A Canadian researcher has stated that a bold and dynamic methodology towards the usage of HIV drugs could in all probabilities reduce the global prevalence of the virus.
Dr. Julio Montaner, the director of the B.C. Centre for Excellence in HIV/AIDS, has proposed this idea with a perspective article that appears in tomorrow's special issue of medical journal The Lancet that is devoted to AIDS research.
Dr. Montaner said, "This is a mathematical model, if you want to call it that way, that suggests that if we were to aggressively expand the anti-retroviral therapy use, we could see a very substantial decrease in transmissions. In fact, over a period of three to four decades, we could see an extinguishing of the HIV epidemic."
The doctor went on to explain that the model was still very theoretical and is based on the data received from Taiwan that had showed statistically that the new infections had fallen to 53% after the introduction to free access of the highly active anti-retroviral therapy or HAART. The doctor but also cautioned that this idea should not be taken as a licence for careless sexual behaviour, but only as a secondary preventive measure.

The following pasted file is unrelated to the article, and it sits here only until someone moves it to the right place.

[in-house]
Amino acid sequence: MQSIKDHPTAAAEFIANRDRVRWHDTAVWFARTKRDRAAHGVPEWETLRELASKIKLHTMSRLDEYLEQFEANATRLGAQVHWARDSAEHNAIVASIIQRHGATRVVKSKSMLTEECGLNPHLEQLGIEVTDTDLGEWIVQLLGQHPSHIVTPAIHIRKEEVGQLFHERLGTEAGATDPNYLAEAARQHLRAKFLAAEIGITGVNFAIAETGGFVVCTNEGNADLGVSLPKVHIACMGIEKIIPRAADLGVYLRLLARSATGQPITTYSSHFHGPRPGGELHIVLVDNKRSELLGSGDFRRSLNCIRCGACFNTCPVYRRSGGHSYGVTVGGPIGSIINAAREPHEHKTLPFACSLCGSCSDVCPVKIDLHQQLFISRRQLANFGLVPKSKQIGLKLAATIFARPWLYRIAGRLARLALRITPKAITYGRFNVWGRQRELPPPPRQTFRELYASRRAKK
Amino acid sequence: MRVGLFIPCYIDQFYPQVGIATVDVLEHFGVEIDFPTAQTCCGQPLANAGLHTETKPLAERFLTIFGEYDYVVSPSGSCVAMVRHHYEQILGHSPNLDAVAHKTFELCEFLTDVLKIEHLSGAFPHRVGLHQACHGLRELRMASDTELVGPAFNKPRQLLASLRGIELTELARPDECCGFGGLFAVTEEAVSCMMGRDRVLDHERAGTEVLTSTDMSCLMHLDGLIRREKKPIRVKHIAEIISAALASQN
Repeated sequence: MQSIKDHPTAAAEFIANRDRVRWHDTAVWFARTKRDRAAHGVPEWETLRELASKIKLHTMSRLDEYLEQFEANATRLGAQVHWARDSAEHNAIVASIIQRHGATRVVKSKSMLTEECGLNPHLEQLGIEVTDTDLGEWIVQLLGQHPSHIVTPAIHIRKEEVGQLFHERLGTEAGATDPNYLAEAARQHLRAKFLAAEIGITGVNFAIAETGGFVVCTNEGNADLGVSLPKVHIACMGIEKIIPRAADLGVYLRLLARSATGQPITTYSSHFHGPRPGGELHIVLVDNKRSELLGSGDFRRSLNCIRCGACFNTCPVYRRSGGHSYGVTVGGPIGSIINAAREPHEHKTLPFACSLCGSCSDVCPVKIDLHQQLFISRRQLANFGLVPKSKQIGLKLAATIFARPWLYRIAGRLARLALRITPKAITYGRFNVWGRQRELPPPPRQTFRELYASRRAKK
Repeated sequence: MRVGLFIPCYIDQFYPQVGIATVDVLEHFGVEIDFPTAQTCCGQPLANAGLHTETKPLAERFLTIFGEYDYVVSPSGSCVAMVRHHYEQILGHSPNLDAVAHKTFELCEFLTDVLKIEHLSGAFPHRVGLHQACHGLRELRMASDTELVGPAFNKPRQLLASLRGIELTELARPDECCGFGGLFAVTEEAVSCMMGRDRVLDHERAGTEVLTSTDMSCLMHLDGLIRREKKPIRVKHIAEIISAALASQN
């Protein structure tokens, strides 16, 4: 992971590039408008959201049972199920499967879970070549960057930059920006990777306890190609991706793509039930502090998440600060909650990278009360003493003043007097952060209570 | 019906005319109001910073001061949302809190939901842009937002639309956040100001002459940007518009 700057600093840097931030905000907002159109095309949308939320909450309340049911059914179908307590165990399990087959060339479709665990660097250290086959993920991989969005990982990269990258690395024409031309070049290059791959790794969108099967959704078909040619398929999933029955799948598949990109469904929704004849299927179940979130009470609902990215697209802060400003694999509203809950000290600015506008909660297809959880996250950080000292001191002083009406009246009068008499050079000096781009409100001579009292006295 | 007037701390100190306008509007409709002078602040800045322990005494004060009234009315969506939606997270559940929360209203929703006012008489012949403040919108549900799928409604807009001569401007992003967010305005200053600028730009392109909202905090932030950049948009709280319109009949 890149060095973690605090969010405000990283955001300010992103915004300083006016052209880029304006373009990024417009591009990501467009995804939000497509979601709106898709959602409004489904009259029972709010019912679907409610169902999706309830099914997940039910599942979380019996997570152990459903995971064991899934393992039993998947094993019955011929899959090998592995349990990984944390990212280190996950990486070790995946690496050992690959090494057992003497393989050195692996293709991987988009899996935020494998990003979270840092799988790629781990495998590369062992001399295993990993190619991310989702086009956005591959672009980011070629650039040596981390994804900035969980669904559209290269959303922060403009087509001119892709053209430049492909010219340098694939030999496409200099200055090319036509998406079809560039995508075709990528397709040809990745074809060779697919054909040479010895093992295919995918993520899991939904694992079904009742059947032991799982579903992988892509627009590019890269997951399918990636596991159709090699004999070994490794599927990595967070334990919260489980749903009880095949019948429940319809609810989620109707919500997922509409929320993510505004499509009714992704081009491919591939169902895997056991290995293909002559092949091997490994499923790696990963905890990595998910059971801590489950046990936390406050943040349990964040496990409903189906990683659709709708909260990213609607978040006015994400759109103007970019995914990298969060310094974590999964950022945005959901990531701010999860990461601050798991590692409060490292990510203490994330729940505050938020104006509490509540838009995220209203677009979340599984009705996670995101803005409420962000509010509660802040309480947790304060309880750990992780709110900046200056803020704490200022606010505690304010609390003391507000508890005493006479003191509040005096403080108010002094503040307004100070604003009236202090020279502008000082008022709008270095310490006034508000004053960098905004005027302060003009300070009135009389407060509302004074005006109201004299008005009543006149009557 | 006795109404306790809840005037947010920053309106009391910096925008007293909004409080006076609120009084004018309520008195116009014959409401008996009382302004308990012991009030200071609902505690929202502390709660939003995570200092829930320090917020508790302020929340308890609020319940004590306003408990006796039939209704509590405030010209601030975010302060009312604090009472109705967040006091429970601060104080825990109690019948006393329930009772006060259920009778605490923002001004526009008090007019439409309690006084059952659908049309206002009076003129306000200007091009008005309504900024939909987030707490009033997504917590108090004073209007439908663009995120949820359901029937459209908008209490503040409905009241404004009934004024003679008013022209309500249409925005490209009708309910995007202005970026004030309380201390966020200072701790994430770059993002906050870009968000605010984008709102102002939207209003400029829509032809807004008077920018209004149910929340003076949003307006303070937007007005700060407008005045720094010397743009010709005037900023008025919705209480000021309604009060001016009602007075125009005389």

Montaner and his co-authors while explaining that the simple idea could be cost effective if it reduces the mounting incidence of cases of HIV/AIDS worldwide, also said that the current approach that is being followed is not sustainable in the longer run, due to the alarming rate of increase in the global pandemic of HIV, and due to the lack of prevention and treatment strategies that aren't completely effective and the lack of a preventive vaccine.
Dr. Montaner, who is also the chair's the AIDS research at the University of British Columbia said, "We have received a lot of encouraging support from our colleagues not only in North America, but in the rest of the world."
Meanwhile Dr. Philip Berger, a physician from Toronto who has been working in Lesotho, an African nation where an estimated 23% of adults are HIV positive, dismissed the idea, stating that people who are infected with HIV may not be willing to start taking antiretroviral drugs before treatment is needed, given its side effects. He further explained that in the sub-Saharan Africa where people are dying because of lack of treatment, the priority should be on meeting emergency needs now.
Montaner has meanwhile expressed hopes for testing the hypothesis with his own study in B.C.